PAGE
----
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New Zealand Institute of Architects









Finalist: Karl Poland

Karl Poland from Waipapa Taumata Rau, The University of Auckland, Te Pare School of Architecture and Planning is a finalist for project 'Architechur Bro'.

Project description

This project explores the architect as being not merely a designer of buildings, but a designer of worlds, a designer of dreams or, as Mark Wigley puts it, an “activist synthesiser of various forms of knowledge and an elegant commentator of the world”. This project’s creator navigates what it means to make architecture in Aotearoa New Zealand by subverting its architectural history to produce an intertextual product of the South Pacific, titled Architechur Bro.

Architechur Bro destabilises 'New Zealand architecture' itself. It employs a three-part practice: 'Cut-Copy-Paste', 'Collision' and 'Commentary'.

Exploiting reality and fiction, the project subverts both the literal and metaphorical 'ground' from the get-go. But the theoretical ground is held up by Wigley, an acclaimed alumnus of Waipapa Taumata Rau | University of Auckland's School of Architecture. Wigley diagnoses Aotearoa New Zealand as “a dreamworld uncorrupted by architecture", eliciting “not a certain architecture” but a "certain resistance to architecture". To try to understand 'New Zealand architecture’, Wigley goes back to the beginning, back to the Garden of Eden. Aotearoa is a garden that is not 100% Pure; disguising a garden that can be corrupted by a metaphorical snake. This project plays the role of the snake.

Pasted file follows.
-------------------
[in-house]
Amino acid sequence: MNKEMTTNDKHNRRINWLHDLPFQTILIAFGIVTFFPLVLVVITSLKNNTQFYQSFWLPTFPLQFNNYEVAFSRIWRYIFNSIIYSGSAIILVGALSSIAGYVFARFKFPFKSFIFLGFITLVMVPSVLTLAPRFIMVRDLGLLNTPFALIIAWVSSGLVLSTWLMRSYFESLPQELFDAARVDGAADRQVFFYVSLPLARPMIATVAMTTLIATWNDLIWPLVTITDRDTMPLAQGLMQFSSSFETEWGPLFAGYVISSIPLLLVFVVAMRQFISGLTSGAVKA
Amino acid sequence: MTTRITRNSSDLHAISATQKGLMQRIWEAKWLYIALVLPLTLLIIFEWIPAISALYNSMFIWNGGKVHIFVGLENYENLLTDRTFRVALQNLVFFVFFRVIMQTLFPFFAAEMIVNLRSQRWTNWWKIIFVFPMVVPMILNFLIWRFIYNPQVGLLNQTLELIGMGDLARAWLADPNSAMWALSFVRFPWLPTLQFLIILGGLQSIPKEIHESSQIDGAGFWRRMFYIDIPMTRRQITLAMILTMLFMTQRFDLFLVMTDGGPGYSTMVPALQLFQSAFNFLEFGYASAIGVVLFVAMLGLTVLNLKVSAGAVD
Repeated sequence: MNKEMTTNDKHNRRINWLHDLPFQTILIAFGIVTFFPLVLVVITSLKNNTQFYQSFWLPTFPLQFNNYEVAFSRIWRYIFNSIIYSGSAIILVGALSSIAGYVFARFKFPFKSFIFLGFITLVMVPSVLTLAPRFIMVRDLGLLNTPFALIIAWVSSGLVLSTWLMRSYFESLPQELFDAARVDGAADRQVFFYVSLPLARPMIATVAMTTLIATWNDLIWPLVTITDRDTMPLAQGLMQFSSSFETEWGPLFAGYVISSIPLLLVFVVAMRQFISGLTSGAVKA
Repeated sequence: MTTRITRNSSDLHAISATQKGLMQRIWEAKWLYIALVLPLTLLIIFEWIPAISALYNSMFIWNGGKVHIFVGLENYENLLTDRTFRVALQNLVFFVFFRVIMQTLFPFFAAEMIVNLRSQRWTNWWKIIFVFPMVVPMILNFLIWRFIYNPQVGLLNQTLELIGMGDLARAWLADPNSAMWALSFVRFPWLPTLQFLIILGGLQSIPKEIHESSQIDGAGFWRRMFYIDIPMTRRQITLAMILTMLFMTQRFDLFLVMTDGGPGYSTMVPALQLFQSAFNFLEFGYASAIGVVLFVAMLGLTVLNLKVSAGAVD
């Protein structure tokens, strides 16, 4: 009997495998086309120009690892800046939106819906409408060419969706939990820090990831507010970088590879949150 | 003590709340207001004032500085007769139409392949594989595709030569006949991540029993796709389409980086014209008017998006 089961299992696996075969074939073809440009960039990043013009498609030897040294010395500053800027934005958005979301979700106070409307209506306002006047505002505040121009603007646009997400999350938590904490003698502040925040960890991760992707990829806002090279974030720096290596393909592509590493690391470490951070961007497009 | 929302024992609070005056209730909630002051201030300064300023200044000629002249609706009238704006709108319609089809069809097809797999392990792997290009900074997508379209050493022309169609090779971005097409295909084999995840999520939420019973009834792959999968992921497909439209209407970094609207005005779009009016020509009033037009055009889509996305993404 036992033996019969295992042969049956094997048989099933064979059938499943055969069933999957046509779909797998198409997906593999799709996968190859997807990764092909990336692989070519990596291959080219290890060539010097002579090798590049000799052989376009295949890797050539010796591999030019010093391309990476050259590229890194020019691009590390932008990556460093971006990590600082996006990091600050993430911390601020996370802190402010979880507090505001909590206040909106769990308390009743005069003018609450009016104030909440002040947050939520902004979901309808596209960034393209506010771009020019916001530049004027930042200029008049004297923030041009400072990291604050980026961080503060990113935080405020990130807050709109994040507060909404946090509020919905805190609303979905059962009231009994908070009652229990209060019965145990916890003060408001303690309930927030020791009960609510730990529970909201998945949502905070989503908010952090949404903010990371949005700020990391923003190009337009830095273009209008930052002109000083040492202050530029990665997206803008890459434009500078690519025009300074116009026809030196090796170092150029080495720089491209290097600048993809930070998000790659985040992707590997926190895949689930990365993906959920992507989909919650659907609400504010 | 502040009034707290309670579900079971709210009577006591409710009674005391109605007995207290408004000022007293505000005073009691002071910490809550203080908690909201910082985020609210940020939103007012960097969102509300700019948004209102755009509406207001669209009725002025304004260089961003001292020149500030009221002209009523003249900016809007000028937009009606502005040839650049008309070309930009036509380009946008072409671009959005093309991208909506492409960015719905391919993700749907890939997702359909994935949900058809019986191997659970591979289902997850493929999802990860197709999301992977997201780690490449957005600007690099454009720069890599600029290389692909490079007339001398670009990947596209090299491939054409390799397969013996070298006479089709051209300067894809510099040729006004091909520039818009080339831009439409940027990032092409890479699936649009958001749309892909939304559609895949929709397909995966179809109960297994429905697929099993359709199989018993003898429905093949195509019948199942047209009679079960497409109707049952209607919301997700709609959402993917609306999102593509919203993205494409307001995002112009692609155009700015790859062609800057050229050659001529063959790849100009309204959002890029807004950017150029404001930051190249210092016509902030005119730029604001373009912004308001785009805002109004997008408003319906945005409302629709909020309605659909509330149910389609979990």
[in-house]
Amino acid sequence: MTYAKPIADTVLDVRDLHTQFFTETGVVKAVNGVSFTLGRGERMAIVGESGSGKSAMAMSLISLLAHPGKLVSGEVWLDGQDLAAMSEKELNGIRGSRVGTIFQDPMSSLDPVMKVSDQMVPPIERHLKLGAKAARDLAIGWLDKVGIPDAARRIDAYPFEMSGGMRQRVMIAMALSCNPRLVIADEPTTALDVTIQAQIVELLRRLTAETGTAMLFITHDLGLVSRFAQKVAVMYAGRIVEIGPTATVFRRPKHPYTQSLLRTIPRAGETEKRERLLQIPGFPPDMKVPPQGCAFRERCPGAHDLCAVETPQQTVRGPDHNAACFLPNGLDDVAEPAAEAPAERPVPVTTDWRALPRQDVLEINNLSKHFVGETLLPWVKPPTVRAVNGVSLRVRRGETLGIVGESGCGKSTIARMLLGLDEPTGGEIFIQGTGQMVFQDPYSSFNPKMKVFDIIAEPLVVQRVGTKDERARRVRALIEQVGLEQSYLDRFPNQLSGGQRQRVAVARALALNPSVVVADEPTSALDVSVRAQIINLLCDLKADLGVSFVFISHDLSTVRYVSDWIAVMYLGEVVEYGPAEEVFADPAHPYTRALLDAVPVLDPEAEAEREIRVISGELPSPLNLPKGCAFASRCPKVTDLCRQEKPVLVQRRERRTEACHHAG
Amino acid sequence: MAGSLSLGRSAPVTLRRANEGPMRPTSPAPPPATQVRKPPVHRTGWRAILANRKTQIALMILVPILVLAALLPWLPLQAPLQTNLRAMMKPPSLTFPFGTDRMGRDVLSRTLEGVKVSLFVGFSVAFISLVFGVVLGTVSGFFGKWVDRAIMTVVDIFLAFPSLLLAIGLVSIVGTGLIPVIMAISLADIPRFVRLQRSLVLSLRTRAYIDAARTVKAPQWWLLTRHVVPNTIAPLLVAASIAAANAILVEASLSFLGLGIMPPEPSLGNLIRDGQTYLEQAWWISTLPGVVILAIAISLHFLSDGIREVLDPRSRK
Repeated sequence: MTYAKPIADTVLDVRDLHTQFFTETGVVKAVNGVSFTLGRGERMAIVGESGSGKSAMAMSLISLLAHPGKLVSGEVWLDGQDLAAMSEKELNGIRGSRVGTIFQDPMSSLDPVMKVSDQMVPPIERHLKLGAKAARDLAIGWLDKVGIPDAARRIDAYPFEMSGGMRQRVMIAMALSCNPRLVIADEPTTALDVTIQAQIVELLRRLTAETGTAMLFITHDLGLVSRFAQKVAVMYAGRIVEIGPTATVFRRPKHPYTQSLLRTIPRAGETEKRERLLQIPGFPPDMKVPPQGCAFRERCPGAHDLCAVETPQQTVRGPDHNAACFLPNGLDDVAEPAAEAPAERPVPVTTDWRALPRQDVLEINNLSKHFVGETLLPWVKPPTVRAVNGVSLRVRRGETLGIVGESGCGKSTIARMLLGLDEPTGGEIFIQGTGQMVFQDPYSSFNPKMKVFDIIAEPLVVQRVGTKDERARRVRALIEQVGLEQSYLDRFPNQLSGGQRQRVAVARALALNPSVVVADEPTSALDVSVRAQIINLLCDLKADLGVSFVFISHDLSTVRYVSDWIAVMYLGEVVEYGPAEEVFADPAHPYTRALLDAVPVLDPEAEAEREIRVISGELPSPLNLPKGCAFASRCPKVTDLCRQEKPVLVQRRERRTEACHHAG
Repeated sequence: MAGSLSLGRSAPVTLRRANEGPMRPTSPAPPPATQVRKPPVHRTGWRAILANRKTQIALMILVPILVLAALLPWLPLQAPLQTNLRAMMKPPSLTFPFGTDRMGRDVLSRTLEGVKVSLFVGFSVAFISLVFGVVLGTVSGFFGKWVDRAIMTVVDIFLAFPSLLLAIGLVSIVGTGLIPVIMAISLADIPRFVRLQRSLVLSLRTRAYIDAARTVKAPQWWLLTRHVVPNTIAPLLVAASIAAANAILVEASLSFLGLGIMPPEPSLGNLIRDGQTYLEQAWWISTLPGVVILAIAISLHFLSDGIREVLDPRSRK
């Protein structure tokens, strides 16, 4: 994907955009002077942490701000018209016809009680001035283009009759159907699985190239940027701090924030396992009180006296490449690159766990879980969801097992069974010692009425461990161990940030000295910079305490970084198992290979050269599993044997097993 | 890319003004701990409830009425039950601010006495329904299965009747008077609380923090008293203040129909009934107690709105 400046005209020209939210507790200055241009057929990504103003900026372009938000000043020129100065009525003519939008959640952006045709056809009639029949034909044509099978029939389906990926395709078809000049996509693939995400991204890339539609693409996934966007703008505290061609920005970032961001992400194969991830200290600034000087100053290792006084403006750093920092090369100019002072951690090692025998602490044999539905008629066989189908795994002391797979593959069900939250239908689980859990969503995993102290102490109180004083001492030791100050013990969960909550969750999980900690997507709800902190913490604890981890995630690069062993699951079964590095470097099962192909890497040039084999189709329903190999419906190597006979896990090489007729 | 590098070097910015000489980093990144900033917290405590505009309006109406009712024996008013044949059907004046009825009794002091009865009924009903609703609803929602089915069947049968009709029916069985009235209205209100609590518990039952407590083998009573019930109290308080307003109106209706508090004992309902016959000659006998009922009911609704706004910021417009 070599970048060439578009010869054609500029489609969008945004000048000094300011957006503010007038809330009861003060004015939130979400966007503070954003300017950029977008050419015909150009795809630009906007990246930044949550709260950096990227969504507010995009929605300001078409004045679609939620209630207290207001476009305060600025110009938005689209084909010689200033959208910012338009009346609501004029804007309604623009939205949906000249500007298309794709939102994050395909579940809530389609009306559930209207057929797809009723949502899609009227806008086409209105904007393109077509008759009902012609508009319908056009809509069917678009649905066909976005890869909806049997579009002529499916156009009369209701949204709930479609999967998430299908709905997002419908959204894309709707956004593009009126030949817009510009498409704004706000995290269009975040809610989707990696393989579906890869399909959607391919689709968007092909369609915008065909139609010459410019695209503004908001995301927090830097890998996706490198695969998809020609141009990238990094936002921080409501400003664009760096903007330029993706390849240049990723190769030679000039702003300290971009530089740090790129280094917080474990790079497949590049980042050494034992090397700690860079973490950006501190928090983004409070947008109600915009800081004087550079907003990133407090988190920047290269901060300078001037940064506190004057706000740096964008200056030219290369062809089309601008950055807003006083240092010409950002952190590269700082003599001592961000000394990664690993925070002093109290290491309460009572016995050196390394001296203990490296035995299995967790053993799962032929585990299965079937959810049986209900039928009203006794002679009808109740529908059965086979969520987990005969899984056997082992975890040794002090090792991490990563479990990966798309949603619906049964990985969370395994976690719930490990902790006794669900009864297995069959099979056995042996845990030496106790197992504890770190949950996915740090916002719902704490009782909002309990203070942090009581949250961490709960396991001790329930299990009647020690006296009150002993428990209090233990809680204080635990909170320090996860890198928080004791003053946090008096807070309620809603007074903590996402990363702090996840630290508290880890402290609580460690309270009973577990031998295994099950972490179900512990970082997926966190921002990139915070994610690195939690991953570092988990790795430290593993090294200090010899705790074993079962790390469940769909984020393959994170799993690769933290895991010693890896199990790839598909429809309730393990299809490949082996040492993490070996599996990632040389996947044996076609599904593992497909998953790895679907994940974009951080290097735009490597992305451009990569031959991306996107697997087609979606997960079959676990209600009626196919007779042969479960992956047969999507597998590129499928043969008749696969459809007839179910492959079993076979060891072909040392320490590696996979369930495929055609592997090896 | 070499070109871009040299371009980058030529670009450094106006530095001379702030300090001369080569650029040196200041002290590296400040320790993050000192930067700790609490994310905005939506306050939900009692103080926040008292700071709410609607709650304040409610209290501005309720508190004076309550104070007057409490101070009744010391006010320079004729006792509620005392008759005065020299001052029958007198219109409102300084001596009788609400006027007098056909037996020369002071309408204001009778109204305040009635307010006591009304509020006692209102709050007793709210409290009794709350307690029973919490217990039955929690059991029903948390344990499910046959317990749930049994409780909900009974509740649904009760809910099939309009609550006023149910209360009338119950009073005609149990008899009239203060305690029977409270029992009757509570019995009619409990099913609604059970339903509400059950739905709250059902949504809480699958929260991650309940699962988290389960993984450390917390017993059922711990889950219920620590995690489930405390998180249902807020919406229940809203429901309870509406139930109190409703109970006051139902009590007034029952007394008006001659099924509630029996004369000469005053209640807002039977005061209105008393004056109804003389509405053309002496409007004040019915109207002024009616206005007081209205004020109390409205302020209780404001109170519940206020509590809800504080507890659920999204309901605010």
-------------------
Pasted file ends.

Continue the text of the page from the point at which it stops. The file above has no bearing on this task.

Architechur Bro culminates in a speculative project landing on a contested site – Tāmaki Makaurau Auckland's Queens Wharf. A found condition, a testing ground and a failed site haunted by the nickname 'The People's Wharf'. Home to Michael Parekōwhai's faux state house, the industrial Shed 10 and Jasmax's past-its-used-by ‘cloud’ structure, the wharf acts as a provocateur – exaggerated to an appendage clipped onto reclaimed land. Drawn as a single line and modelled with a translucent table, it may vanish into thin air. But like a table, this project relies on it, as without the wharf, this site-specific scheme would topple over and drown.

Jury citation

A huge amount of energy and enthusiasm has been applied to reducing architecture into compartments, then critiquing them with intelligence. Well-recognised symbols have been extruded, joined back together with different outcomes, then used to take a good long laugh at ourselves.

The presenter is deep into process and critique, draws this out with humour and clearly has great fun with it. Numerous references that are sacred to New Zealanders have been upturned by satire. With wit and conjecture, this deserves to be presented to a much wider forum.

This reorganisation of buildings and concepts into a new idea tells a story about how New Zealand has failed, as well as succeeded. This fabulous work of critique is rich in architecture references, while also being accessible to anyone unfamiliar with the built landscape and people behind it.

There is talent for using humour and satire as an entry point for making architecture accessible to a wider audience. There is strength in conceptual thinking and a generosity of storytelling. The joy behind it has a place in practice, critiquing, presenting and writing about architecture.